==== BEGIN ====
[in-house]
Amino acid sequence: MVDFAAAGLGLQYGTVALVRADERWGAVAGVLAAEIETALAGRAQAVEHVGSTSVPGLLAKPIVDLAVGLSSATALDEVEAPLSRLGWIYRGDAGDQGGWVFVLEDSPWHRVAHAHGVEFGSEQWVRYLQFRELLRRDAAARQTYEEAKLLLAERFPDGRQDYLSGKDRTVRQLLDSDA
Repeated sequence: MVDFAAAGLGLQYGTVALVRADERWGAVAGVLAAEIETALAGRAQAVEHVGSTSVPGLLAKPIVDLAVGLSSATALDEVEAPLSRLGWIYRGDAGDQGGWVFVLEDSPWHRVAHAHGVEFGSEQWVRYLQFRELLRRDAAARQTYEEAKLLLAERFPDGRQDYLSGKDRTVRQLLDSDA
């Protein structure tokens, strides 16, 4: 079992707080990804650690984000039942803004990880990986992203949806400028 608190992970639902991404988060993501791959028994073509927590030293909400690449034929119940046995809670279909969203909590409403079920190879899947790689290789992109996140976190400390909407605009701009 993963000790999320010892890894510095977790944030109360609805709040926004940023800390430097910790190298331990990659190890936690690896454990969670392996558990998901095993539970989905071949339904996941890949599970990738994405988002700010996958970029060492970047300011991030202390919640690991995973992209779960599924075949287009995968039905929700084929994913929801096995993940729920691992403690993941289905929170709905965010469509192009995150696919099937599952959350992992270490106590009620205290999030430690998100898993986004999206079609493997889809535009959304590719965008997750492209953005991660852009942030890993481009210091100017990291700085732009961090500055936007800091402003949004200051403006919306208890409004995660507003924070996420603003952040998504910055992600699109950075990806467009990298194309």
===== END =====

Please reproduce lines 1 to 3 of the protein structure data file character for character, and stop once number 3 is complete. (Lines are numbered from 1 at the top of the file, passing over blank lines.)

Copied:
[in-house]
Amino acid sequence: MVDFAAAGLGLQYGTVALVRADERWGAVAGVLAAEIETALAGRAQAVEHVGSTSVPGLLAKPIVDLAVGLSSATALDEVEAPLSRLGWIYRGDAGDQGGWVFVLEDSPWHRVAHAHGVEFGSEQWVRYLQFRELLRRDAAARQTYEEAKLLLAERFPDGRQDYLSGKDRTVRQLLDSDA
Repeated sequence: MVDFAAAGLGLQYGTVALVRADERWGAVAGVLAAEIETALAGRAQAVEHVGSTSVPGLLAKPIVDLAVGLSSATALDEVEAPLSRLGWIYRGDAGDQGGWVFVLEDSPWHRVAHAHGVEFGSEQWVRYLQFRELLRRDAAARQTYEEAKLLLAERFPDGRQDYLSGKDRTVRQLLDSDA